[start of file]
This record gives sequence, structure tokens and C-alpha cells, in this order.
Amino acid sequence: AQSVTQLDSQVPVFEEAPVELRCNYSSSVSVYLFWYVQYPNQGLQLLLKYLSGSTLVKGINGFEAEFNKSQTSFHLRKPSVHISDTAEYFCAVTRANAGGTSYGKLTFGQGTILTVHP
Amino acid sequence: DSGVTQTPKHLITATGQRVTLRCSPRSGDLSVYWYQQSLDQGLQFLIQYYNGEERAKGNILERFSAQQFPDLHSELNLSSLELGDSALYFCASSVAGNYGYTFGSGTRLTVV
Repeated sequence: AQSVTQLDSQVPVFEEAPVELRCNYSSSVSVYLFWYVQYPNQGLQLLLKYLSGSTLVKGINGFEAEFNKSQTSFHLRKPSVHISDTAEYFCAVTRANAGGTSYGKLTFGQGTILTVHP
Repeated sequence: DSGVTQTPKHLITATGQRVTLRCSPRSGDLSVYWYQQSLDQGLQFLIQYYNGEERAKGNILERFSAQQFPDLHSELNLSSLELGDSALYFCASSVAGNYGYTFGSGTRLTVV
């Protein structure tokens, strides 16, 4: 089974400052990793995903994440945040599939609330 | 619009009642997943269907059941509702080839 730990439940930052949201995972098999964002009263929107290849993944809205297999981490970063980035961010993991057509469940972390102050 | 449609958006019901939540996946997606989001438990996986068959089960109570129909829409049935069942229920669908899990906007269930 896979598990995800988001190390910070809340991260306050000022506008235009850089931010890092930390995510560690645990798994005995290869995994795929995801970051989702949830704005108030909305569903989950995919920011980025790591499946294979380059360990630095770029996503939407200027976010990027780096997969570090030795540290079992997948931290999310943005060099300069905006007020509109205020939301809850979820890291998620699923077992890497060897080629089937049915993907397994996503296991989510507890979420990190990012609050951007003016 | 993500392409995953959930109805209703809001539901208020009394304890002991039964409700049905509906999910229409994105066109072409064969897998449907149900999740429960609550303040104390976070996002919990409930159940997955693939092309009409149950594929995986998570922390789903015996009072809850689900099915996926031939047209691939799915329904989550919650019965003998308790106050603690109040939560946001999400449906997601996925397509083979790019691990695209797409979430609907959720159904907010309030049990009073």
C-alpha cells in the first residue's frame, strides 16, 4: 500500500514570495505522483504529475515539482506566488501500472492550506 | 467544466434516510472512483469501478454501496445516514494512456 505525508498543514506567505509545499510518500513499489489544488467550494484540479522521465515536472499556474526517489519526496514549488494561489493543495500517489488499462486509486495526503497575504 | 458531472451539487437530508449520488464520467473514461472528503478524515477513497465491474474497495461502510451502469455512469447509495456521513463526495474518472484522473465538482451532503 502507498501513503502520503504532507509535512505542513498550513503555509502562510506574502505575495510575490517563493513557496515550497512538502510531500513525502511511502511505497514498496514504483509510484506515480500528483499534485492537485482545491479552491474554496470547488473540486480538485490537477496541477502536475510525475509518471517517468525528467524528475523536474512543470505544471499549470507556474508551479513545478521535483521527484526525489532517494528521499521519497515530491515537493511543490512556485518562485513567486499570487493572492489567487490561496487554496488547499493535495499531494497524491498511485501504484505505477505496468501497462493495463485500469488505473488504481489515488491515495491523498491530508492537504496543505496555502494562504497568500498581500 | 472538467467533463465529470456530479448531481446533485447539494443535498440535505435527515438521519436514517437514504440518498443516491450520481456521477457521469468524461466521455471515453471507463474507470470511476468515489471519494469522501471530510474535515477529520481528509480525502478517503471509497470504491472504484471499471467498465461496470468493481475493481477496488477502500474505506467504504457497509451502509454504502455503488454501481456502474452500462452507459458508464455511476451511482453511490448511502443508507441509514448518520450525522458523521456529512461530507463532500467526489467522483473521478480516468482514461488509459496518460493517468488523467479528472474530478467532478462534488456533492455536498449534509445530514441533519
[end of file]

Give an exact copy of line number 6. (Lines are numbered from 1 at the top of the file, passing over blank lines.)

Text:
């Protein structure tokens, strides 16, 4: 089974400052990793995903994440945040599939609330 | 619009009642997943269907059941509702080839 730990439940930052949201995972098999964002009263929107290849993944809205297999981490970063980035961010993991057509469940972390102050 | 449609958006019901939540996946997606989001438990996986068959089960109570129909829409049935069942229920669908899990906007269930 896979598990995800988001190390910070809340991260306050000022506008235009850089931010890092930390995510560690645990798994005995290869995994795929995801970051989702949830704005108030909305569903989950995919920011980025790591499946294979380059360990630095770029996503939407200027976010990027780096997969570090030795540290079992997948931290999310943005060099300069905006007020509109205020939301809850979820890291998620699923077992890497060897080629089937049915993907397994996503296991989510507890979420990190990012609050951007003016 | 993500392409995953959930109805209703809001539901208020009394304890002991039964409700049905509906999910229409994105066109072409064969897998449907149900999740429960609550303040104390976070996002919990409930159940997955693939092309009409149950594929995986998570922390789903015996009072809850689900099915996926031939047209691939799915329904989550919650019965003998308790106050603690109040939560946001999400449906997601996925397509083979790019691990695209797409979430609907959720159904907010309030049990009073």